There are a lot of characters in my books and I’ve tried to do them all justice. I confess that of all of them, I was very happy to see it was Menoetius who made enough of an impression on her that she spent who knows how many hours creating this.
Thank you, Melissa! SO COOL!
The Year-god’s Daughter was recently awarded the IndieB.R.A.G. Medallion. If you aren’t familiar with Indie BRAG, check it out HERE. It’s not easy to win the coveted Medallion, so I was thrilled beyond description when it happened.
Today I’m being interviewed by Stephanie Hopkins, blogger extraordinaire for Indie BRAG. Please pop over and join us for questions, answers, thoughts, conjecture, and maybe some cake. Who knows?
Stephanie: “Hello, Rebecca! Thank you for chatting with me today and congrats on the B.R.A.G. Medallion. Please tell me a little about your book, The Year-God’s Daughter.”
Lochlann: “Gladly, Stephanie, and let me thank you for this opportunity. I was over the moon to be awarded the B.R.A.G. Medallion. What an honor! The Year-god’s Daughter kicks off my Child of the Erinyes series, a story that begins in the Bronze Age, on Crete and the Greek mainland, and ends in the near future. It follows the lives of the three main protagonists, along with their supporting characters, through time, as they experience history—not as queens, kings, and other VIPs, but common people like most of us, doing their best to survive and thrive with history happening around them.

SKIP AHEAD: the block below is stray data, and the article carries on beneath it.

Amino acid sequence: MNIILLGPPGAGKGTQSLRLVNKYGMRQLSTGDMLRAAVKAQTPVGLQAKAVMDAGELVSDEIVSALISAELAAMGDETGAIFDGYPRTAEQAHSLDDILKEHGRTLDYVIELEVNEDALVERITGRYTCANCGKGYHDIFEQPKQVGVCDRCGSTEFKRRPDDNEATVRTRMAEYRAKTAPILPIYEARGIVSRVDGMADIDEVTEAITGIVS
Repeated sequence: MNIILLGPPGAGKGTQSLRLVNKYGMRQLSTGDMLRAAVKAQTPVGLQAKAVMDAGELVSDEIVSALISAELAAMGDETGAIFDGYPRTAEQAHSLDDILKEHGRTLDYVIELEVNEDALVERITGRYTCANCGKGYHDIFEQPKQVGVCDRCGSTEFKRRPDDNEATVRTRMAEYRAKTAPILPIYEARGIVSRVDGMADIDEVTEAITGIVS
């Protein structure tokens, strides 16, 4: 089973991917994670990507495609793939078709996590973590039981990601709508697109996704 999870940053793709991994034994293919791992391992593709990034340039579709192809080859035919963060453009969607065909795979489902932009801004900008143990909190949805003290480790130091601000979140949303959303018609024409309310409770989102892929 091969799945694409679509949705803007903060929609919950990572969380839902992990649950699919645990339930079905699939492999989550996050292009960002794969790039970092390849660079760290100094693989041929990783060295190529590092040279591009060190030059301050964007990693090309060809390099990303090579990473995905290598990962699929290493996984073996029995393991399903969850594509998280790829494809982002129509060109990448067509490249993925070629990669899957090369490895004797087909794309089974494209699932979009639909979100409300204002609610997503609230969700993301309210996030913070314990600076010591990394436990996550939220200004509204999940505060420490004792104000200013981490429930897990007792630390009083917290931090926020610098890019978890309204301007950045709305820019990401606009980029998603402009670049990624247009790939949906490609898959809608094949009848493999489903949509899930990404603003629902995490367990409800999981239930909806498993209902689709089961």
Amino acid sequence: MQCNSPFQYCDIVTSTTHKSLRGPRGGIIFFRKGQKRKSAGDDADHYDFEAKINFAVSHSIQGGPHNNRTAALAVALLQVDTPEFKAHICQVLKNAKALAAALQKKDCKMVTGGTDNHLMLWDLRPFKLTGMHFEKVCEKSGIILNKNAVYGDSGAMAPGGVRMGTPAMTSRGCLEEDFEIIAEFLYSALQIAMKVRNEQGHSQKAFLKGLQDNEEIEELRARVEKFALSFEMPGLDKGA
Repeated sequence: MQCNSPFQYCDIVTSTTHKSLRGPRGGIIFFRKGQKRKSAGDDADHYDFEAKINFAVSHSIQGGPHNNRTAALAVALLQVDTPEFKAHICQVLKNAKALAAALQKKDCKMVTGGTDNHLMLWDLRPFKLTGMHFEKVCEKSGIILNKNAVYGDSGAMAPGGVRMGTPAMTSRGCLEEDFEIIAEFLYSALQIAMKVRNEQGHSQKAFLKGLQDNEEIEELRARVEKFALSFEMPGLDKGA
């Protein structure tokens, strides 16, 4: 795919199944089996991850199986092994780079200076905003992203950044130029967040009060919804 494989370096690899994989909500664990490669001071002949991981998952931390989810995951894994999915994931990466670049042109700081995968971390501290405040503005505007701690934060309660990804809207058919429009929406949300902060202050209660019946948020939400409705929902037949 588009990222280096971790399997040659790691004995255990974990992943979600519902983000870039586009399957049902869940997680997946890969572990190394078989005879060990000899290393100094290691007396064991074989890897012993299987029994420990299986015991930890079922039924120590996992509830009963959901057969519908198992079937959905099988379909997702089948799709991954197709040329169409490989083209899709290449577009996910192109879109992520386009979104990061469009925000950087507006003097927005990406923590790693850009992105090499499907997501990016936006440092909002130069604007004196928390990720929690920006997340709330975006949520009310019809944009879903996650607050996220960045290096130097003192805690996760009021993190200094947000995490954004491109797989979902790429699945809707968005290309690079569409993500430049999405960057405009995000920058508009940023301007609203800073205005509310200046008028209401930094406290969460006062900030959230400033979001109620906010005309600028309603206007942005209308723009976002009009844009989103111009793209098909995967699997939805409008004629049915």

In book one, the reader is introduced to Aridela, a younger princess on Crete, living a life of luxury in the great Knossos palace. We also meet two men from Mycenae who are seeking a way to overthrow this wealthy culture. All three think they know how their lives will unfold. They think they can manipulate the future to their own ends. They are very wrong.”
Click HERE for the entire interview. Thank you Indie BRAG! Thank you Stephanie! And thank you to generous readers!
Photo: “Hunting Mycenaean Dagger” by Unknown – Athens, Historical Museum. Licensed under Creative Commons Attribution-Share Alike 3.0-2.5-2.0-1.0 via Wikimedia Commons – http://commons.wikimedia.org/wiki/File:Hunting_Mycenaean_Dagger.jpg#mediaviewer/File:Hunting_Mycenaean_Dagger.jpg
Along with the annual Games, the eruption of the volcano on Thera (Santorini), and a well-run matriarchal society, there’s an epic love story in the pages of The Year-god’s Daughter. Find out for yourself! The Year-god’s Daughter is part of the great Cyber Monday Amazon sale. (But it’s also on sale at Barnes & Noble, Kobo, and iTunes.)
Discounted until December 4th, 2013! Enjoy!
“Psyche revived Louvre MR1777” by Antonio Canova (Italian, 1757–1822) – Jastrow (2007). Licensed under Public domain via Wikimedia Commons – http://commons.wikimedia.org/wiki/File:Psyche_revived_Louvre_MR1777.jpg#mediaviewer/File:Psyche_revived_Louvre_MR1777.jpg